September 5, 2017

Obtaining credit isn’t hard with or without an insolvency proceeding – the real difficulty is getting favourable terms.

Lenders are in the business of lending, they WANT to lend you money.   Lenders take risks, calculated risks.  They do want you to be indebted to them, after all that’s precisely their business.  But remember it is BUSINESS, all about business and the lending business is a greedy one.  All lenders, banks and privates, are in a business that is focused on getting the best return with the least exposure possible.

Although some banks pretend otherwise, they really aren’t all that interested in having you sit down in a big comfy chair – that is just an advertising strategy to make you feel more comfortable about borrowing from them.  Smile please!

So you have had some debt problems – you couldn’t pay your bills on time, some bills you just never paid because you simply didn’t earn enough money.  But “you want your credit back”…

When did being in debt become such a national obsession?

Assuming you just finished an insolvency proceeding which likely followed years of struggling to make bill payments, often using one form of debt to pay for another, in your mind does it really seem logical that you should just go right back out and get access to more debt on really favourable terms?

Surely you will agree that you have to spend some time demonstrating financial responsibility and good budget management first?  O.K. so that was easy but how long should that take, a month, a year?

But in the meantime life happens:  “I MUST HAVE A NEW CAR” (“well not brand new, but new to me, better than the one I’ve got – more reliable”).  My current one needs $1,000 in repairs for it to make another year.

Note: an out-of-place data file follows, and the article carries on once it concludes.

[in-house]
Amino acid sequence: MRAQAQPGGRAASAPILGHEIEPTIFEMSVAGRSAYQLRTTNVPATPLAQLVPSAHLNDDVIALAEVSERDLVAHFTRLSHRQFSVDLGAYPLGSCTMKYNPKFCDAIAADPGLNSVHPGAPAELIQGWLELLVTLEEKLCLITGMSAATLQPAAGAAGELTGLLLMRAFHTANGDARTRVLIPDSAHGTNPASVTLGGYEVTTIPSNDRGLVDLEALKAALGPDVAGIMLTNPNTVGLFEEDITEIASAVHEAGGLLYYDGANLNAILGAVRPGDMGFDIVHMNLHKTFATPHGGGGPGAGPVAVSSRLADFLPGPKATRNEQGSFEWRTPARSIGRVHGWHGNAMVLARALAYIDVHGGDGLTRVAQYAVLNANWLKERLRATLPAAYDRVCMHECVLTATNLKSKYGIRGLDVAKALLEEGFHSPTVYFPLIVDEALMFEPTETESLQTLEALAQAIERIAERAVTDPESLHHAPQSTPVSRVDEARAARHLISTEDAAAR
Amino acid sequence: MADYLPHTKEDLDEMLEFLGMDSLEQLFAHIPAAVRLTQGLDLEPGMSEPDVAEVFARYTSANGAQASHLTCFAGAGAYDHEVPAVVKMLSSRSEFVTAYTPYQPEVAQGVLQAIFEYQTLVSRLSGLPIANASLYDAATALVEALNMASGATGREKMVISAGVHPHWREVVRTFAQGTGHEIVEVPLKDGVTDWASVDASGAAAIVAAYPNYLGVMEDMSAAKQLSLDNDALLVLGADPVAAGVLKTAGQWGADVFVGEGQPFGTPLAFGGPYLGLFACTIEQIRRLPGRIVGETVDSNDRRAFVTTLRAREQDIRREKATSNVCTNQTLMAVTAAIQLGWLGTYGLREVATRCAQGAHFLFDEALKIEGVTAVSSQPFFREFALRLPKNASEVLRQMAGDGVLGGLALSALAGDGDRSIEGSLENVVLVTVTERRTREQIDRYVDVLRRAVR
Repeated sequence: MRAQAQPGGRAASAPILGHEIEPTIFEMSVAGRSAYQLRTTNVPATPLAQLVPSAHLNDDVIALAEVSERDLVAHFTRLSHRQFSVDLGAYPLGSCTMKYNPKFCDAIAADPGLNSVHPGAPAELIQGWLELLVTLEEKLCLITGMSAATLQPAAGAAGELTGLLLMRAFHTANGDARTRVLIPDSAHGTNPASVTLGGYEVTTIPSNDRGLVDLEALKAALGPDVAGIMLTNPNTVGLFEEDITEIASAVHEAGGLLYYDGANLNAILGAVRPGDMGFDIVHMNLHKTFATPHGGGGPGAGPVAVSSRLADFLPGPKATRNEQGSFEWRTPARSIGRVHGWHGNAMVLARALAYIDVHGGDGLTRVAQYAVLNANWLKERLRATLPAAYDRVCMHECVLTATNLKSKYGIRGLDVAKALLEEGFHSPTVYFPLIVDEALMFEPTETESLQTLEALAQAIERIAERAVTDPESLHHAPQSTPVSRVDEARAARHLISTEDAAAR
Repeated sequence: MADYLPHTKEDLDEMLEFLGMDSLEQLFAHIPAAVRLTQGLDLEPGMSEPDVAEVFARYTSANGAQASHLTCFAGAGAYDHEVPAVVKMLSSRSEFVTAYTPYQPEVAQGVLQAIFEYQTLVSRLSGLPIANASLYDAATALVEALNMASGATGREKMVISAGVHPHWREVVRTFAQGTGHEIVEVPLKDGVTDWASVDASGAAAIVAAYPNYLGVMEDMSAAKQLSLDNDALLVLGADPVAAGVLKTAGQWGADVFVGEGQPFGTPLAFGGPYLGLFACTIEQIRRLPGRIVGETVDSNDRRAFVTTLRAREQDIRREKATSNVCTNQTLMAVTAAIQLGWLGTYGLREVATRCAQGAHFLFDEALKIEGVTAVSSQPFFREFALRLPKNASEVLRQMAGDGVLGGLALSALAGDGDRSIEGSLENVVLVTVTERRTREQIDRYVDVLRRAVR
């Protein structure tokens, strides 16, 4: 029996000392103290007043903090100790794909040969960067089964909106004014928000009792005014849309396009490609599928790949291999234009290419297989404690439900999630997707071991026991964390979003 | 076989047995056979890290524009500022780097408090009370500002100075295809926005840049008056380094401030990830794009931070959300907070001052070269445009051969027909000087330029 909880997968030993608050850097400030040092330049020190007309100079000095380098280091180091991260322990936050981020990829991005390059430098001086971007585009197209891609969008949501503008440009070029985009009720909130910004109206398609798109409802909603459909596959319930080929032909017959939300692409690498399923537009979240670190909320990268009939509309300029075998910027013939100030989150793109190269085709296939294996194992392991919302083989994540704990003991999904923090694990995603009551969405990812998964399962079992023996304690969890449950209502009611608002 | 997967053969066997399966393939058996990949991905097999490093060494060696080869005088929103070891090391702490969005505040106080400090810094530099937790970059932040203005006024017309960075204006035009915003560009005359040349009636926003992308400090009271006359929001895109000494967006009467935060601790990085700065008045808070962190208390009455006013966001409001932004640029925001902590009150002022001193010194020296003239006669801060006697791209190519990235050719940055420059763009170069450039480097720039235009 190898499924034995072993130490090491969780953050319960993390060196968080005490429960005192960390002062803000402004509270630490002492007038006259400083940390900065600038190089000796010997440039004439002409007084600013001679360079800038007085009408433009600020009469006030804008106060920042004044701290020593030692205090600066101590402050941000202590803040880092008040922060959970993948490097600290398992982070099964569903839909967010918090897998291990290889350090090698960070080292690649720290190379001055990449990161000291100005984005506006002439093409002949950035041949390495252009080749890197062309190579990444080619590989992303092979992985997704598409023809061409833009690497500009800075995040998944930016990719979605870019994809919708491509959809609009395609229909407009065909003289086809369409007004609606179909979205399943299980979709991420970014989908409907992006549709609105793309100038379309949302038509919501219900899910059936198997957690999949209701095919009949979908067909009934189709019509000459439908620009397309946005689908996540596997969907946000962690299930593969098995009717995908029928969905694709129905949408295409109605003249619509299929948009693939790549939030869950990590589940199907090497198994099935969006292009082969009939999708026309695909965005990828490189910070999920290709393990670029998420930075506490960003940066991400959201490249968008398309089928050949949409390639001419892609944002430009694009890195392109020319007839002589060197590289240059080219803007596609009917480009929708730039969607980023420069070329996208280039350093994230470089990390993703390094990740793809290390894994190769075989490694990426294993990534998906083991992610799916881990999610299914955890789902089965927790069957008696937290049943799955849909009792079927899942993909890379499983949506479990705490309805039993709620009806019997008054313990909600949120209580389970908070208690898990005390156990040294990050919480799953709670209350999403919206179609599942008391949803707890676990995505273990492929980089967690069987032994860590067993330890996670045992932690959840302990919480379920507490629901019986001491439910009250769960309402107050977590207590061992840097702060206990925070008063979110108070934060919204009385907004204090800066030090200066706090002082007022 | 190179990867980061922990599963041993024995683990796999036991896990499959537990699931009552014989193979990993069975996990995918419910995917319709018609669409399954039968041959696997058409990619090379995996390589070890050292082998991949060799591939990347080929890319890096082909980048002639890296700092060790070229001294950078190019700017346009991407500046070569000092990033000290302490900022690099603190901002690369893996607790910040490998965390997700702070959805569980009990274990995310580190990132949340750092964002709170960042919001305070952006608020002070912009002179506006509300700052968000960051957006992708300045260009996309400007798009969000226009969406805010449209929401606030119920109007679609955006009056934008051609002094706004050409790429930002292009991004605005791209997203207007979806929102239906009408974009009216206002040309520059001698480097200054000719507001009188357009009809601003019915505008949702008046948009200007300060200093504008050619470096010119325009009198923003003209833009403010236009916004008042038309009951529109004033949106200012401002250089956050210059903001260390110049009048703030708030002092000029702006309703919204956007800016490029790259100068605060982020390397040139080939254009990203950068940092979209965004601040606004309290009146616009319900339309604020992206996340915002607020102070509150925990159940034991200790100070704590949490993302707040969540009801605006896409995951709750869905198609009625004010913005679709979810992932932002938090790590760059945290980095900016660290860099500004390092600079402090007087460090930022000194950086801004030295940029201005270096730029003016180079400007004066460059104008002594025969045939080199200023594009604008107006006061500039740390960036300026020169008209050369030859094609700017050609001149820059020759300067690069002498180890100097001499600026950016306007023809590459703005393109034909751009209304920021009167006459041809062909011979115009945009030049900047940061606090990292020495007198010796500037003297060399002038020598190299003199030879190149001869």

Don’t worry there are plenty of back-street auto dealers who buy cars on Thursday night for $1,500, over the block, at a local auction – then spend the weekend cleaning them and putting newer tyres on and throwing in an oil change.  By Monday morning the same car is on the lot for $4,500 with the big sign that says “BANKRUPT, NO CREDIT, NOBODY WALKS” – or something along those lines.

With a mere $500 down they will secure that car for you.  You hustle up the $500 and take it to the dealer they have you sign a contract, promise your car will ready the next morning and tell you to come back.  Next day they thank you for the deposit but give you the bad news that they will need another $1,000 before you can take the car off the lot because of “licensing fees” they had to “find a new financier because of your insolvency proceeding” etc.

You learned that the $500 is non-refundable so you scrape around some more and come up with the dough signing off on a long term loan agreement that will allow you five years to pay off the balance of $3,500 + HST at $585 and licensing fees $75 plus loan fee of $250 for a total of $4,210 at 39% interest.  You “got your credit back” – it’s a fait accompli.  So now what?

On the other hand if you have a good job and a decent income and you take your time about re-establishing credit you may find that more favourable rates return to you more quickly.  Avoid impulsivity, manage your money, build a nest egg and exploit that.

I recently read a quirky but thoughtful article on the website of a local mortgage broker that is very much on point – follow the link and check the article entitled “Credit Repair” in the left hand menu – take a few minutes and get an education – it will help.